Celebration of Life and Music
One wonderful aspect of hospice is the ability for nurses to be flexible and to carry out a patient’s wishes. Laurie Dean, an RN from AseraCare in Altoona, Pa., can attest to the fact that nurses have to be prepared for anything. “John had been a physician before he went into renal failure and decline. Upon leaving the hospital, he wanted to die at home. I was to meet the ambulance in rural Pennsylvania that night and admit him into hospice. The ambulance had kept his meds going during the journey, but left just a tank of oxygen for his hospice needs when it dropped him off. “I didn’t arrive until around 8 p.m. because I couldn’t find the house. It turns out there was no house — this was land where he and his wife wanted to build a home and now it was where he wanted to pass away. There was a kind of camp shed for equipment storage, but no electricity, no heat, no water.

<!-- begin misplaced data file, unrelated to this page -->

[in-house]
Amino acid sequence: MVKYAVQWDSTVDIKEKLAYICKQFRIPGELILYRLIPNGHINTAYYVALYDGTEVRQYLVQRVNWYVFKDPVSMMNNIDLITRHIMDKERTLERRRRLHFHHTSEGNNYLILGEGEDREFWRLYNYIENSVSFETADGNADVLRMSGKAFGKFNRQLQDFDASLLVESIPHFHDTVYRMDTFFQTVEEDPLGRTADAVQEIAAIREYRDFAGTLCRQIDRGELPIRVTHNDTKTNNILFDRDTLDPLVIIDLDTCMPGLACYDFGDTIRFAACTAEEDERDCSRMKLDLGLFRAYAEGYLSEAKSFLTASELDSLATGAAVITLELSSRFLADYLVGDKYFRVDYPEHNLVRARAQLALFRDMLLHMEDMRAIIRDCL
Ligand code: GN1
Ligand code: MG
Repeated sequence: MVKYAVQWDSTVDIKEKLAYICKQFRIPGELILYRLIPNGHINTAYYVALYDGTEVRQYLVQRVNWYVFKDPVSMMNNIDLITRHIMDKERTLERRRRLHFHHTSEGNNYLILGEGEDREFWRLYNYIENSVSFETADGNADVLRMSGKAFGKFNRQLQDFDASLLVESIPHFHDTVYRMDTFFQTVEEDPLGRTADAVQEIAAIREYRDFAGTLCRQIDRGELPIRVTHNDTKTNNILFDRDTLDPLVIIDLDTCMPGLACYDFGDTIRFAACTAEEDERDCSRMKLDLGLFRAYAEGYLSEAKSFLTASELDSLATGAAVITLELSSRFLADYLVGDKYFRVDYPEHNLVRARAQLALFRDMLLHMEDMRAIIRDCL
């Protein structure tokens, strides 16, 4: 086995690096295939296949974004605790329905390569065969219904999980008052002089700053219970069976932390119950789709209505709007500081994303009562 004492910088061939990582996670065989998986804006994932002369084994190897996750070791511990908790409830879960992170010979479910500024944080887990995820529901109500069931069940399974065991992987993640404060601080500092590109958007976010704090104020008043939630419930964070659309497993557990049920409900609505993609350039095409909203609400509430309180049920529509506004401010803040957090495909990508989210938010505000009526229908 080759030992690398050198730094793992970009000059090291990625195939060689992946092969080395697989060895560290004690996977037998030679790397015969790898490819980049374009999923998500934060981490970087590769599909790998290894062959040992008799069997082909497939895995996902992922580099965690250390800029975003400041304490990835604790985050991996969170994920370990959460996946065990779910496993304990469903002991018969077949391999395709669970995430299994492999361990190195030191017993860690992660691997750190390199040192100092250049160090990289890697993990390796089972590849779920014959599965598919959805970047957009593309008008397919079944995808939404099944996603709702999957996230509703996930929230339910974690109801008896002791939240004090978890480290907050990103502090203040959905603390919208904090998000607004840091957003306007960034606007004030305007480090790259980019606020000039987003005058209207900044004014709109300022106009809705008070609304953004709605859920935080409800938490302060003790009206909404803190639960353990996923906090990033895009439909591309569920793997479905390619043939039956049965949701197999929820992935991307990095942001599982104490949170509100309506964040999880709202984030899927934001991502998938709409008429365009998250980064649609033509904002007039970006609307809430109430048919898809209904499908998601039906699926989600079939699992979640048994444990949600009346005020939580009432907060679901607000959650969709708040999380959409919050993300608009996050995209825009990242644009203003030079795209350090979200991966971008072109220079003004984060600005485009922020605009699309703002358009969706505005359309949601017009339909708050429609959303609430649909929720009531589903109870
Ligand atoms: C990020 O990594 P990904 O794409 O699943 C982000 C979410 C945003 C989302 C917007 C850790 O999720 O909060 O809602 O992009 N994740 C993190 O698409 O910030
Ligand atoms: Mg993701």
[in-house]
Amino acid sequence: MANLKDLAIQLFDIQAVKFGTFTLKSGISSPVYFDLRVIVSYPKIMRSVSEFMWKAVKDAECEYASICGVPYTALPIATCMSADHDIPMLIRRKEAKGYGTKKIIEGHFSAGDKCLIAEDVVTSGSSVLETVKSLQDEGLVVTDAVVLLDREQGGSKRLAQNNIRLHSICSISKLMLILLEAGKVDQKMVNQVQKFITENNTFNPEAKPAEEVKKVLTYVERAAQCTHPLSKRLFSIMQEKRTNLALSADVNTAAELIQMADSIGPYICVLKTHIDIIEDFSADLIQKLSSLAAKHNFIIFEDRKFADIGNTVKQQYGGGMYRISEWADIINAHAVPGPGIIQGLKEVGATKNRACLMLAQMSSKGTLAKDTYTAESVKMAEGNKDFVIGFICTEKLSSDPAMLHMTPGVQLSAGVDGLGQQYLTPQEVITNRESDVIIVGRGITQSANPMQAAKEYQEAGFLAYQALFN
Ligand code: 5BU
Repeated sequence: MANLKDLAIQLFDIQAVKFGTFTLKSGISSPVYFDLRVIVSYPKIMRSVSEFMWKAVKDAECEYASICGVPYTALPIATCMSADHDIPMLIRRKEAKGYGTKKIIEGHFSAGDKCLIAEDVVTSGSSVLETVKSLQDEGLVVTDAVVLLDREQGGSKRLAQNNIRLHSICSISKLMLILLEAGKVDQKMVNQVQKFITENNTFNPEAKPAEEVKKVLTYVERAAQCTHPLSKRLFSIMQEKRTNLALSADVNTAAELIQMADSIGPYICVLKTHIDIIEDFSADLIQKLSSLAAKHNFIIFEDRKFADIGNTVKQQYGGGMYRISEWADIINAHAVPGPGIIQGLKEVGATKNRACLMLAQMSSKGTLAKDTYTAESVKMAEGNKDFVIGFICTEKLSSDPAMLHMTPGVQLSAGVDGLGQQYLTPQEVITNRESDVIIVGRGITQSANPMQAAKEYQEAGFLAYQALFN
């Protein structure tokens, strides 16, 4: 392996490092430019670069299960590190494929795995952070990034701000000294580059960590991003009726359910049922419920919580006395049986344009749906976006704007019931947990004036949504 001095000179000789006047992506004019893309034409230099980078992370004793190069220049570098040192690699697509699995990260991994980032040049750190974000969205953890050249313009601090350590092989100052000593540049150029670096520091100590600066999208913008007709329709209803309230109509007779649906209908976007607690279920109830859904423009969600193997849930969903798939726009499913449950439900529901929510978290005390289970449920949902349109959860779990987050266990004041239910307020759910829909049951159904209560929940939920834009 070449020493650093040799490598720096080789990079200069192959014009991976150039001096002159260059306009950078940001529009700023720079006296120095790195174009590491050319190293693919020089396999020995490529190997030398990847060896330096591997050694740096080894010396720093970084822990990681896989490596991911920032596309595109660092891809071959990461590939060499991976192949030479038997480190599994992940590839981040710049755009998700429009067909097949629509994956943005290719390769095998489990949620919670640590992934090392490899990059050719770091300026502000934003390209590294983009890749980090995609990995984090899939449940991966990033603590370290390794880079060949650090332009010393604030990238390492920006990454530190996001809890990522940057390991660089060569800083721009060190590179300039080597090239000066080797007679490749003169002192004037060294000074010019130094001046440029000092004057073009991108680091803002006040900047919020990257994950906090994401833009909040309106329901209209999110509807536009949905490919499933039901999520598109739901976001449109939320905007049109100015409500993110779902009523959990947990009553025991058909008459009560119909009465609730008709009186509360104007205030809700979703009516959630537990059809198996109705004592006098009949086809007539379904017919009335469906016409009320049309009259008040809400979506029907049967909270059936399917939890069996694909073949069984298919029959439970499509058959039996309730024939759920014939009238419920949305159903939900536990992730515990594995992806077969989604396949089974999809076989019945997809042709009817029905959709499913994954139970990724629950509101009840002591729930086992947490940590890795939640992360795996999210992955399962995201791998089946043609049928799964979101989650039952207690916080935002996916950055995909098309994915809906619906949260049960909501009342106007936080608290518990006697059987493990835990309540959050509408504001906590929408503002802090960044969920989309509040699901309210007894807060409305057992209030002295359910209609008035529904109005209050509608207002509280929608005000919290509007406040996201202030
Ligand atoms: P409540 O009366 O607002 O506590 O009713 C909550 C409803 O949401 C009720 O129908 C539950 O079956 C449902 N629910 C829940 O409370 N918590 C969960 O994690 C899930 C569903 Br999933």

“The ambulance was gone when I arrived, and John was sitting in a lawn chair, half in and half out of consciousness. About 20 family members were gathered around a huge bonfire. They had hung lanterns and there were pots of chili and marshmallows. “I have been trained to take care of situations that aren’t normal, so I went ahead and admitted John to hospice by flashlight. He was in pain and wasn’t able to swallow the pills that his wife had for him, so I crushed them and made them into a paste to put under his tongue to make him more comfortable.
I used lotions for skin care and freshened him. I put his flannel shirt on him and made him look like himself. “We found a cot for John, and his wife crawled in next to him. The family and I talked about the dying process. Everyone gathered around, playing guitars and singing and telling stories. It was a full moon on a beautiful April night. Every star in the sky was brilliant. “A nephew sang a song he had written about angels who walk among us, and as he sang, John slipped away around 4 a.m. with his wife curled around him. The peace that came over both of them was phenomenal.